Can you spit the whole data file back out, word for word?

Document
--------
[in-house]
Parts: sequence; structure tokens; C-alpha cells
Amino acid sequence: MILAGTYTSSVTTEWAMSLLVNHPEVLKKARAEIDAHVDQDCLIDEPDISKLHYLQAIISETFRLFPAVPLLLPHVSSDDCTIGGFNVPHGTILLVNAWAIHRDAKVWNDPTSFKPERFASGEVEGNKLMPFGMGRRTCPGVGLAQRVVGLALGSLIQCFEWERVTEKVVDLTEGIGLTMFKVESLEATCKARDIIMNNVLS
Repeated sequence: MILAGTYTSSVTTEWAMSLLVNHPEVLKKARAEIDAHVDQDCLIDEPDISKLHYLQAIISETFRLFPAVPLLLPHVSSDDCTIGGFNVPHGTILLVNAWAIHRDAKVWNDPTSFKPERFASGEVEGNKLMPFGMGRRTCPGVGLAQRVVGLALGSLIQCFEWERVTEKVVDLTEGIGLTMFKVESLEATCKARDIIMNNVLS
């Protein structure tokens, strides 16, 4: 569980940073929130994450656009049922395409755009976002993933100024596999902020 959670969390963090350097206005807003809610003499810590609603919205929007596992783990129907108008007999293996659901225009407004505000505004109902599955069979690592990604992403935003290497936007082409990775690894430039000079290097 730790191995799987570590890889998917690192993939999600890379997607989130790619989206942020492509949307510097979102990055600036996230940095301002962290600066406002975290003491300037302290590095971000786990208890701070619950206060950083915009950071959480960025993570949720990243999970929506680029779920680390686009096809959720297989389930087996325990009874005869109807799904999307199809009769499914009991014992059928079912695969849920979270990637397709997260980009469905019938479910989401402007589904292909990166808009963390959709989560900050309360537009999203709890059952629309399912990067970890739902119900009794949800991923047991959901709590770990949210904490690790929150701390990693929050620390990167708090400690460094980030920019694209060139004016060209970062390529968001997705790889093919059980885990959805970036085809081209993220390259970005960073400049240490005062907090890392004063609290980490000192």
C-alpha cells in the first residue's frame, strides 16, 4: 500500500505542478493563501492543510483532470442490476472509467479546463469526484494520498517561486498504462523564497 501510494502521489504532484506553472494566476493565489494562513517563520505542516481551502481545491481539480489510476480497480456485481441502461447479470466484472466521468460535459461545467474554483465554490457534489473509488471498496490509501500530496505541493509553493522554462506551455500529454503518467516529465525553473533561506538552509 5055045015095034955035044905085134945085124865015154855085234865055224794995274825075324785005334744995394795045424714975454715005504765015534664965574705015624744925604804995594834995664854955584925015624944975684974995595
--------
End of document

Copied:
[in-house]
Parts: sequence; structure tokens; C-alpha cells
Amino acid sequence: MILAGTYTSSVTTEWAMSLLVNHPEVLKKARAEIDAHVDQDCLIDEPDISKLHYLQAIISETFRLFPAVPLLLPHVSSDDCTIGGFNVPHGTILLVNAWAIHRDAKVWNDPTSFKPERFASGEVEGNKLMPFGMGRRTCPGVGLAQRVVGLALGSLIQCFEWERVTEKVVDLTEGIGLTMFKVESLEATCKARDIIMNNVLS
Repeated sequence: MILAGTYTSSVTTEWAMSLLVNHPEVLKKARAEIDAHVDQDCLIDEPDISKLHYLQAIISETFRLFPAVPLLLPHVSSDDCTIGGFNVPHGTILLVNAWAIHRDAKVWNDPTSFKPERFASGEVEGNKLMPFGMGRRTCPGVGLAQRVVGLALGSLIQCFEWERVTEKVVDLTEGIGLTMFKVESLEATCKARDIIMNNVLS
């Protein structure tokens, strides 16, 4: 569980940073929130994450656009049922395409755009976002993933100024596999902020 959670969390963090350097206005807003809610003499810590609603919205929007596992783990129907108008007999293996659901225009407004505000505004109902599955069979690592990604992403935003290497936007082409990775690894430039000079290097 730790191995799987570590890889998917690192993939999600890379997607989130790619989206942020492509949307510097979102990055600036996230940095301002962290600066406002975290003491300037302290590095971000786990208890701070619950206060950083915009950071959480960025993570949720990243999970929506680029779920680390686009096809959720297989389930087996325990009874005869109807799904999307199809009769499914009991014992059928079912695969849920979270990637397709997260980009469905019938479910989401402007589904292909990166808009963390959709989560900050309360537009999203709890059952629309399912990067970890739902119900009794949800991923047991959901709590770990949210904490690790929150701390990693929050620390990167708090400690460094980030920019694209060139004016060209970062390529968001997705790889093919059980885990959805970036085809081209993220390259970005960073400049240490005062907090890392004063609290980490000192």
C-alpha cells in the first residue's frame, strides 16, 4: 500500500505542478493563501492543510483532470442490476472509467479546463469526484494520498517561486498504462523564497 501510494502521489504532484506553472494566476493565489494562513517563520505542516481551502481545491481539480489510476480497480456485481441502461447479470466484472466521468460535459461545467474554483465554490457534489473509488471498496490509501500530496505541493509553493522554462506551455500529454503518467516529465525553473533561506538552509 5055045015095034955035044905085134945085124865015154855085234865055224794995274825075324785005334744995394795045424714975454715005504765015534664965574705015624744925604804995594834995664854955584925015624944975684974995595